A SMALL earthquake has been recorded on the Herefordshire border, just two days after Christmas.

The earthquake, measuring a magnitude of 2 on the Richter scale, was recorded near Llanbedr, five miles from the Herefordshire border at Longtown, in the Golden Valley

The British Geological Survey said the quake happened at 1.09am on Tuesday, December 27, although, in general, any tremors that measure below 2 cannot be felt, with millions 2.5 or less estimated to occur around the globe each year.

Earthquakes between 2.5 and 5.4 on the scale are often felt, but only cause minor damage.

Any earthquake, however, can be recorded by seismograph, with the epicentre of the Llanbedr earthquake recorded at 17 kilometres (10.5 miles) below the surface.

It is also the strongest earthquake to have been recorded in the UK during the past 60 days – the second highest was a 1.8 in Eddington, Berkshire, on November 5.

The earthquake came exactly three months after the last one was felt in Powys. That was also a 2 and occurred near Llanwrtyd Wells on October 27, with the British Geological Survey saying the epicentre was 6 kilometres (3.7 miles) below the surface. A tremor measuring 1.1, meanwhile, was recorded near Llanelli on December 7.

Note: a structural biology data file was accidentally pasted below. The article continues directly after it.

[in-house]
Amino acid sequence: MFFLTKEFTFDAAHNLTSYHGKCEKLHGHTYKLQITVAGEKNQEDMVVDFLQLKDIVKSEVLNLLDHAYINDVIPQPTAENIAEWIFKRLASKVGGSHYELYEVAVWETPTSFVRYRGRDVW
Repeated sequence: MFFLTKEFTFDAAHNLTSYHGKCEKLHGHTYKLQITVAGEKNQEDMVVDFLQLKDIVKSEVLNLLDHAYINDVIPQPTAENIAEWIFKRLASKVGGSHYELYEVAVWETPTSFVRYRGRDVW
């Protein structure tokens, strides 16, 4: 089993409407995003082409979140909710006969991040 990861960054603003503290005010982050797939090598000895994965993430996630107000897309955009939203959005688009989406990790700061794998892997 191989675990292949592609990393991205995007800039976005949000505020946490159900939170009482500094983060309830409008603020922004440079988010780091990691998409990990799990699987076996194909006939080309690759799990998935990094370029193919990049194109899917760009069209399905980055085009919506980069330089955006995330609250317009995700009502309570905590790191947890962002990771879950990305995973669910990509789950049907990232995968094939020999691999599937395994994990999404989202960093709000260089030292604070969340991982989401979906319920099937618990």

Wales has regular active earth movements because there are several long-active fault systems across the country. The Menai Strait in North Wales is the most seismically active area in the country and one of the most active in the UK.

The most recent significant earthquake in Powys, which recorded a magnitude of 4.6, happened between Ystradgynlais and Ystalyfera on February 17, 2018.

A major earthquake happened here on April 2, 1990, along the Powys border which the epicentre initially identified as being in Bishop's Castle, but was later revised to be just inside the Powys border, in the vicinity of the small town of Clun.

It measured 5.1 and was felt over an area of around 140,000 square kilometres and was followed by six aftershocks.

The earthquake was said to have been felt by people as far away as the east of Ireland, Newcastle-upon-Tyne, Kent and Cornwall.

In Shrewsbury, there was damage to masonry, with a number of chimney stacks being broken off from roofs and collapsing partially or completely into gardens and streets, while residents reported lateral shaking and swaying to the walls of their houses at the height of the tremor.

Damage to buildings was also reported in Wrexham, and even Liverpool and Manchester.